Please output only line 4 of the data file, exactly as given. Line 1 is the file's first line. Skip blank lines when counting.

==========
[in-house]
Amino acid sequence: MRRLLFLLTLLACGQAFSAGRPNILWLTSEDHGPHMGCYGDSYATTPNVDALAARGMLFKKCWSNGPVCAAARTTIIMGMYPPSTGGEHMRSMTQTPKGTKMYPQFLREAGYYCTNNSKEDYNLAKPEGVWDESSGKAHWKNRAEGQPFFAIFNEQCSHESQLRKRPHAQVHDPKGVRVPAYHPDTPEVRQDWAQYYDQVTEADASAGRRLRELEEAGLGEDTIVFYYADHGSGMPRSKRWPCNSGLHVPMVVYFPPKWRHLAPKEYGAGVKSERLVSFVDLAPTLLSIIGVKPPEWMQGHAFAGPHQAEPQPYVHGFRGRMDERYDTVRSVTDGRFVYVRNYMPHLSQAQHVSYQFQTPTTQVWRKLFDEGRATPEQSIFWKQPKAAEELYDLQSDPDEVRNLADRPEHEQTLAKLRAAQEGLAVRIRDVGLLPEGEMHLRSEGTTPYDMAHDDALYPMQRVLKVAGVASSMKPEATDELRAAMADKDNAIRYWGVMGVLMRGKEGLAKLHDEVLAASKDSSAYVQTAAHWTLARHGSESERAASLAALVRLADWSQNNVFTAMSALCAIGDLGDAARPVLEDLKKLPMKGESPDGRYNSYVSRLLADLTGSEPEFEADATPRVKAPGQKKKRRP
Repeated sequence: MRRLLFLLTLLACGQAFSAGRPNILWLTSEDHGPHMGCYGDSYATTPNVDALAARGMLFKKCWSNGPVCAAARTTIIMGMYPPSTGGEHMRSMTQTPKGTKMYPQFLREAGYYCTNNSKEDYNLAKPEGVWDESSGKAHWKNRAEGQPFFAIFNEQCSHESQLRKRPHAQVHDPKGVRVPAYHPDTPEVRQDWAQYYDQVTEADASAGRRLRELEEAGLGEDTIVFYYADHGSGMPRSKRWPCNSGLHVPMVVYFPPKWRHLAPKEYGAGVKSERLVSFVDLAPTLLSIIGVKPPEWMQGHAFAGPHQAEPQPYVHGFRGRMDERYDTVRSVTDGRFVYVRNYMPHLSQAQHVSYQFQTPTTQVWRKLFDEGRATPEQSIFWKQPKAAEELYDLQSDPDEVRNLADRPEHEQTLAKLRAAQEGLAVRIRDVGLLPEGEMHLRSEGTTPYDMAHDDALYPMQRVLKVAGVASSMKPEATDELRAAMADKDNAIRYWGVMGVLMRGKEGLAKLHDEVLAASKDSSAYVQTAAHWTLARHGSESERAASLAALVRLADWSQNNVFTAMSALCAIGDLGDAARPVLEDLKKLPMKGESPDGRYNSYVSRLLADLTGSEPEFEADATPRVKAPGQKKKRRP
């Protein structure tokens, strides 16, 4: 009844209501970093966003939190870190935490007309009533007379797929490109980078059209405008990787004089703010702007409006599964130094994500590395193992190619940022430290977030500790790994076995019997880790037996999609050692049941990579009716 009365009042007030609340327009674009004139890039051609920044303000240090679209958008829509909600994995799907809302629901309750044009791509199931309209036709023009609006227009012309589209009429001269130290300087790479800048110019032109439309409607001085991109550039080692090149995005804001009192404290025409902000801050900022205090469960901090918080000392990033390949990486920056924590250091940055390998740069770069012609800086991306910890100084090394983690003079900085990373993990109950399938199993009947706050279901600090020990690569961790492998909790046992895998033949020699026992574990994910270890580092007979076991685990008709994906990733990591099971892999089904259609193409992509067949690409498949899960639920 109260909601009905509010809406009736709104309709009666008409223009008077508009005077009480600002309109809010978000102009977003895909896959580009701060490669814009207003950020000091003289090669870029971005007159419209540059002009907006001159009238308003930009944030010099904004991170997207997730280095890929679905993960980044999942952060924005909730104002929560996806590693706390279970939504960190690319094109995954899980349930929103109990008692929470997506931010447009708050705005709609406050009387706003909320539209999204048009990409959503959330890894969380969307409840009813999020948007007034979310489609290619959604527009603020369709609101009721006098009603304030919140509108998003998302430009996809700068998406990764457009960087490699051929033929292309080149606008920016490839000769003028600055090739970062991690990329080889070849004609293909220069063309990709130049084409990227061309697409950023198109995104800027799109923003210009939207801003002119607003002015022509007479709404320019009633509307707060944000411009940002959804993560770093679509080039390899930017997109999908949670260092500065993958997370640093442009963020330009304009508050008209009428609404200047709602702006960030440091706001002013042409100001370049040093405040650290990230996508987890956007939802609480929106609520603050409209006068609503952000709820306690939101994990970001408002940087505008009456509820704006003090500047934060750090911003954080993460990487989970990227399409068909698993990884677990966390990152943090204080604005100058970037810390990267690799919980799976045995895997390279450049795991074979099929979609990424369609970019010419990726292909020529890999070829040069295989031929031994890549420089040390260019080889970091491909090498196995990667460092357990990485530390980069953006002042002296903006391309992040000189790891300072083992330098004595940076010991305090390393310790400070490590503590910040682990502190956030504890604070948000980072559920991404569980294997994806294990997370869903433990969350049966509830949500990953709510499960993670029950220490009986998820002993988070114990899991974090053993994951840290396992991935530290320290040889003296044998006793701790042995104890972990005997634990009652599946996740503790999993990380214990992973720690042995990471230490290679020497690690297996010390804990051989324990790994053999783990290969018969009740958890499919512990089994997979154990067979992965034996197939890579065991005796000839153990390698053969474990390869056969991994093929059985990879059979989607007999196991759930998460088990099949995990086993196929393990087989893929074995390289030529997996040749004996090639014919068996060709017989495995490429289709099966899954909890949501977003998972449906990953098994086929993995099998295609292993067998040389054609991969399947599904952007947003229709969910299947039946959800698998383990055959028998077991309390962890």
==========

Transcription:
């Protein structure tokens, strides 16, 4: 009844209501970093966003939190870190935490007309009533007379797929490109980078059209405008990787004089703010702007409006599964130094994500590395193992190619940022430290977030500790790994076995019997880790037996999609050692049941990579009716 009365009042007030609340327009674009004139890039051609920044303000240090679209958008829509909600994995799907809302629901309750044009791509199931309209036709023009609006227009012309589209009429001269130290300087790479800048110019032109439309409607001085991109550039080692090149995005804001009192404290025409902000801050900022205090469960901090918080000392990033390949990486920056924590250091940055390998740069770069012609800086991306910890100084090394983690003079900085990373993990109950399938199993009947706050279901600090020990690569961790492998909790046992895998033949020699026992574990994910270890580092007979076991685990008709994906990733990591099971892999089904259609193409992509067949690409498949899960639920 109260909601009905509010809406009736709104309709009666008409223009008077508009005077009480600002309109809010978000102009977003895909896959580009701060490669814009207003950020000091003289090669870029971005007159419209540059002009907006001159009238308003930009944030010099904004991170997207997730280095890929679905993960980044999942952060924005909730104002929560996806590693706390279970939504960190690319094109995954899980349930929103109990008692929470997506931010447009708050705005709609406050009387706003909320539209999204048009990409959503959330890894969380969307409840009813999020948007007034979310489609290619959604527009603020369709609101009721006098009603304030919140509108998003998302430009996809700068998406990764457009960087490699051929033929292309080149606008920016490839000769003028600055090739970062991690990329080889070849004609293909220069063309990709130049084409990227061309697409950023198109995104800027799109923003210009939207801003002119607003002015022509007479709404320019009633509307707060944000411009940002959804993560770093679509080039390899930017997109999908949670260092500065993958997370640093442009963020330009304009508050008209009428609404200047709602702006960030440091706001002013042409100001370049040093405040650290990230996508987890956007939802609480929106609520603050409209006068609503952000709820306690939101994990970001408002940087505008009456509820704006003090500047934060750090911003954080993460990487989970990227399409068909698993990884677990966390990152943090204080604005100058970037810390990267690799919980799976045995895997390279450049795991074979099929979609990424369609970019010419990726292909020529890999070829040069295989031929031994890549420089040390260019080889970091491909090498196995990667460092357990990485530390980069953006002042002296903006391309992040000189790891300072083992330098004595940076010991305090390393310790400070490590503590910040682990502190956030504890604070948000980072559920991404569980294997994806294990997370869903433990969350049966509830949500990953709510499960993670029950220490009986998820002993988070114990899991974090053993994951840290396992991935530290320290040889003296044998006793701790042995104890972990005997634990009652599946996740503790999993990380214990992973720690042995990471230490290679020497690690297996010390804990051989324990790994053999783990290969018969009740958890499919512990089994997979154990067979992965034996197939890579065991005796000839153990390698053969474990390869056969991994093929059985990879059979989607007999196991759930998460088990099949995990086993196929393990087989893929074995390289030529997996040749004996090639014919068996060709017989495995490429289709099966899954909890949501977003998972449906990953098994086929993995099998295609292993067998040389054609991969399947599904952007947003229709969910299947039946959800698998383990055959028998077991309390962890």